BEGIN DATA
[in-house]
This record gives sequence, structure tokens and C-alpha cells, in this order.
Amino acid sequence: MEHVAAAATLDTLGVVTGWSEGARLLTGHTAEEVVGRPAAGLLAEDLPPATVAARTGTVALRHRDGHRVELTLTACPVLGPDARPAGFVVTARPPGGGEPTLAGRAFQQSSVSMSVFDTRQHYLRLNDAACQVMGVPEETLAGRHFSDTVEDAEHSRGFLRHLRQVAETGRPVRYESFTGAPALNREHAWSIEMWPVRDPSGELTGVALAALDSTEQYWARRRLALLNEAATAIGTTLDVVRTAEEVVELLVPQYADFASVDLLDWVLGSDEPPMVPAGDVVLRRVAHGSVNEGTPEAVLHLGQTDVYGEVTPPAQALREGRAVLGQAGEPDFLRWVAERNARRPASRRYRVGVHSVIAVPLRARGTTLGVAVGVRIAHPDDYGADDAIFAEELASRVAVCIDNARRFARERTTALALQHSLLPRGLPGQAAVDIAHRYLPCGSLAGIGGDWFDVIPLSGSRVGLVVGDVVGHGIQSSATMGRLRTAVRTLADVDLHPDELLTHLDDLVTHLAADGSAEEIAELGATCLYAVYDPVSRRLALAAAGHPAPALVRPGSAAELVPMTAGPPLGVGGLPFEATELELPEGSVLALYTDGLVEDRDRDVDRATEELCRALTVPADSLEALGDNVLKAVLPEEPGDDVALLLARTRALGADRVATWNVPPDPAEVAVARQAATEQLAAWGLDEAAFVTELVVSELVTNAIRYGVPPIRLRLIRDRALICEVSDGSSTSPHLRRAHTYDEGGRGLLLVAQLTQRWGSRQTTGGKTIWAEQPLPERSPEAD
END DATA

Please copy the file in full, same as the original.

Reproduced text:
[in-house]
This record gives sequence, structure tokens and C-alpha cells, in this order.
Amino acid sequence: MEHVAAAATLDTLGVVTGWSEGARLLTGHTAEEVVGRPAAGLLAEDLPPATVAARTGTVALRHRDGHRVELTLTACPVLGPDARPAGFVVTARPPGGGEPTLAGRAFQQSSVSMSVFDTRQHYLRLNDAACQVMGVPEETLAGRHFSDTVEDAEHSRGFLRHLRQVAETGRPVRYESFTGAPALNREHAWSIEMWPVRDPSGELTGVALAALDSTEQYWARRRLALLNEAATAIGTTLDVVRTAEEVVELLVPQYADFASVDLLDWVLGSDEPPMVPAGDVVLRRVAHGSVNEGTPEAVLHLGQTDVYGEVTPPAQALREGRAVLGQAGEPDFLRWVAERNARRPASRRYRVGVHSVIAVPLRARGTTLGVAVGVRIAHPDDYGADDAIFAEELASRVAVCIDNARRFARERTTALALQHSLLPRGLPGQAAVDIAHRYLPCGSLAGIGGDWFDVIPLSGSRVGLVVGDVVGHGIQSSATMGRLRTAVRTLADVDLHPDELLTHLDDLVTHLAADGSAEEIAELGATCLYAVYDPVSRRLALAAAGHPAPALVRPGSAAELVPMTAGPPLGVGGLPFEATELELPEGSVLALYTDGLVEDRDRDVDRATEELCRALTVPADSLEALGDNVLKAVLPEEPGDDVALLLARTRALGADRVATWNVPPDPAEVAVARQAATEQLAAWGLDEAAFVTELVVSELVTNAIRYGVPPIRLRLIRDRALICEVSDGSSTSPHLRRAHTYDEGGRGLLLVAQLTQRWGSRQTTGGKTIWAEQPLPERSPEAD